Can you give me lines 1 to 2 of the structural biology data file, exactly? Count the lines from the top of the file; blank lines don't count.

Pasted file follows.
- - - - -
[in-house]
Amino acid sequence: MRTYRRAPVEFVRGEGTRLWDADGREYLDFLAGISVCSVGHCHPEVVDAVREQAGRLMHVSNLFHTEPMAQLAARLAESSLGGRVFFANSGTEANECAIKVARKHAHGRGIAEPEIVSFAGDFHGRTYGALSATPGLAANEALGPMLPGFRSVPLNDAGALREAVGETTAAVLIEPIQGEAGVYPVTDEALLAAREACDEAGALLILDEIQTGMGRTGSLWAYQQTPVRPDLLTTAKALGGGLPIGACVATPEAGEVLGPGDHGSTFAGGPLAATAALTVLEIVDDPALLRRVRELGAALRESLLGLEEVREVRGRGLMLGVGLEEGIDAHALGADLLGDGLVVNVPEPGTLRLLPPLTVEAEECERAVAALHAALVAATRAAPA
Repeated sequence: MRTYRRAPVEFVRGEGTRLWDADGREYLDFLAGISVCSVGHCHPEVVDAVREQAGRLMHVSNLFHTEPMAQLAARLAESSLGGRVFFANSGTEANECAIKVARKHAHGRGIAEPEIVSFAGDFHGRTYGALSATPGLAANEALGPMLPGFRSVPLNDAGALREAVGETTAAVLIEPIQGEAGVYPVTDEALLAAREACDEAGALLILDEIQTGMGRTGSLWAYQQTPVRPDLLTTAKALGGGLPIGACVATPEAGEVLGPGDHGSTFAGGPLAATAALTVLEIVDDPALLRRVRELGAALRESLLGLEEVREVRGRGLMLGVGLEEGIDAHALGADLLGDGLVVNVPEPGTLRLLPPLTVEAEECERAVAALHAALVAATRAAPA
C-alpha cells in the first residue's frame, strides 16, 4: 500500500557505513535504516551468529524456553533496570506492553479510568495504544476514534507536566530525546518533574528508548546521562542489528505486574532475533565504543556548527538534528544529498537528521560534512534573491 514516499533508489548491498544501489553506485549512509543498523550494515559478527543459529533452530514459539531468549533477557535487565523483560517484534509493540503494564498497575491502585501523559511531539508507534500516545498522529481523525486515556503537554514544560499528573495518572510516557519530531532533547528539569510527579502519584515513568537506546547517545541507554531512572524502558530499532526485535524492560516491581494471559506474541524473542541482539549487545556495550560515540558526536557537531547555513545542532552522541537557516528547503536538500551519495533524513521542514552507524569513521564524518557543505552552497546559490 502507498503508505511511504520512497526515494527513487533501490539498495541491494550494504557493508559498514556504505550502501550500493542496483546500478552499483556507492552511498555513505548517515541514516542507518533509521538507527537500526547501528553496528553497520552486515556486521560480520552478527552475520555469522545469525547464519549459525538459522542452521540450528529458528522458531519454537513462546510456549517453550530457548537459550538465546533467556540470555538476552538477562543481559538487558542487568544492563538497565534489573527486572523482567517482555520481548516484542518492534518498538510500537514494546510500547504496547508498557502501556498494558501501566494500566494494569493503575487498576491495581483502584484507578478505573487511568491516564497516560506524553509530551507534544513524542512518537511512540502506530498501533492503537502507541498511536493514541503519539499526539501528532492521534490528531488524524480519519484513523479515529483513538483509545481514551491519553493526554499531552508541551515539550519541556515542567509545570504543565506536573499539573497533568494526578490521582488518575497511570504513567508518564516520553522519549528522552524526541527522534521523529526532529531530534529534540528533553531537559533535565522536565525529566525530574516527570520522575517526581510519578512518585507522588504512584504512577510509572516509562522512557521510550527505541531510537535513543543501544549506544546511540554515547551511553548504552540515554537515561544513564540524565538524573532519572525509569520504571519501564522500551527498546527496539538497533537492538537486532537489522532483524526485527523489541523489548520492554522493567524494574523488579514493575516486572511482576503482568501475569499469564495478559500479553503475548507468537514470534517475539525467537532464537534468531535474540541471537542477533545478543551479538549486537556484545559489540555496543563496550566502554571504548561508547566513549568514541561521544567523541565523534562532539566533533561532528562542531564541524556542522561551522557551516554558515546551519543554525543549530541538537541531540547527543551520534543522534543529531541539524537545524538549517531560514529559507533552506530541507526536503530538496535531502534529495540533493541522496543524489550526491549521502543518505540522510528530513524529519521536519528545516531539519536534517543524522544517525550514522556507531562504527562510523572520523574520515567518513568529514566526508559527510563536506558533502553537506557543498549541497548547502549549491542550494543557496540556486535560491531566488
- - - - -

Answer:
[in-house]
Amino acid sequence: MRTYRRAPVEFVRGEGTRLWDADGREYLDFLAGISVCSVGHCHPEVVDAVREQAGRLMHVSNLFHTEPMAQLAARLAESSLGGRVFFANSGTEANECAIKVARKHAHGRGIAEPEIVSFAGDFHGRTYGALSATPGLAANEALGPMLPGFRSVPLNDAGALREAVGETTAAVLIEPIQGEAGVYPVTDEALLAAREACDEAGALLILDEIQTGMGRTGSLWAYQQTPVRPDLLTTAKALGGGLPIGACVATPEAGEVLGPGDHGSTFAGGPLAATAALTVLEIVDDPALLRRVRELGAALRESLLGLEEVREVRGRGLMLGVGLEEGIDAHALGADLLGDGLVVNVPEPGTLRLLPPLTVEAEECERAVAALHAALVAATRAAPA